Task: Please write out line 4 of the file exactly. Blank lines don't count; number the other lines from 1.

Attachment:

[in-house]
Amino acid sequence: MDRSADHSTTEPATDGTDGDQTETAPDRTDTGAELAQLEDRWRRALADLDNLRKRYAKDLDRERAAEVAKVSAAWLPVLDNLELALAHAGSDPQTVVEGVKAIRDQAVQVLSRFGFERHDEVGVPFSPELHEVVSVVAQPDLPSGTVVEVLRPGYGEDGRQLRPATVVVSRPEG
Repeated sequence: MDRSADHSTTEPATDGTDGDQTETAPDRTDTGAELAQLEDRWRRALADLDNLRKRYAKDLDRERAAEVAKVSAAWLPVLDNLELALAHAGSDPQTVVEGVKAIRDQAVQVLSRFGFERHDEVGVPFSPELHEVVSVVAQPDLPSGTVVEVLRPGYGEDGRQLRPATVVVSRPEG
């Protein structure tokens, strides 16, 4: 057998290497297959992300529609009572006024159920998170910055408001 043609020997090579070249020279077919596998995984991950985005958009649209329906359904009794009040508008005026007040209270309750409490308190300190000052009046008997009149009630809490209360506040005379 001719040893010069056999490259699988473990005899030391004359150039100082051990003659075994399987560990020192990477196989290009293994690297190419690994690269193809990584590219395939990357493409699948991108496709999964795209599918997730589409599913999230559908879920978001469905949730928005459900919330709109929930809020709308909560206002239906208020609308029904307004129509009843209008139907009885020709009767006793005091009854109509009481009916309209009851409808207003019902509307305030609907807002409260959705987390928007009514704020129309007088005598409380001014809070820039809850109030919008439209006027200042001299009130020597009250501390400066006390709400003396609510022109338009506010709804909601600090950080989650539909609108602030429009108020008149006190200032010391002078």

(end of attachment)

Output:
């Protein structure tokens, strides 16, 4: 057998290497297959992300529609009572006024159920998170910055408001 043609020997090579070249020279077919596998995984991950985005958009649209329906359904009794009040508008005026007040209270309750409490308190300190000052009046008997009149009630809490209360506040005379 001719040893010069056999490259699988473990005899030391004359150039100082051990003659075994399987560990020192990477196989290009293994690297190419690994690269193809990584590219395939990357493409699948991108496709999964795209599918997730589409599913999230559908879920978001469905949730928005459900919330709109929930809020709308909560206002239906208020609308029904307004129509009843209008139907009885020709009767006793005091009854109509009481009916309209009851409808207003019902509307305030609907807002409260959705987390928007009514704020129309007088005598409380001014809070820039809850109030919008439209006027200042001299009130020597009250501390400066006390709400003396609510022109338009506010709804909601600090950080989650539909609108602030429009108020008149006190200032010391002078």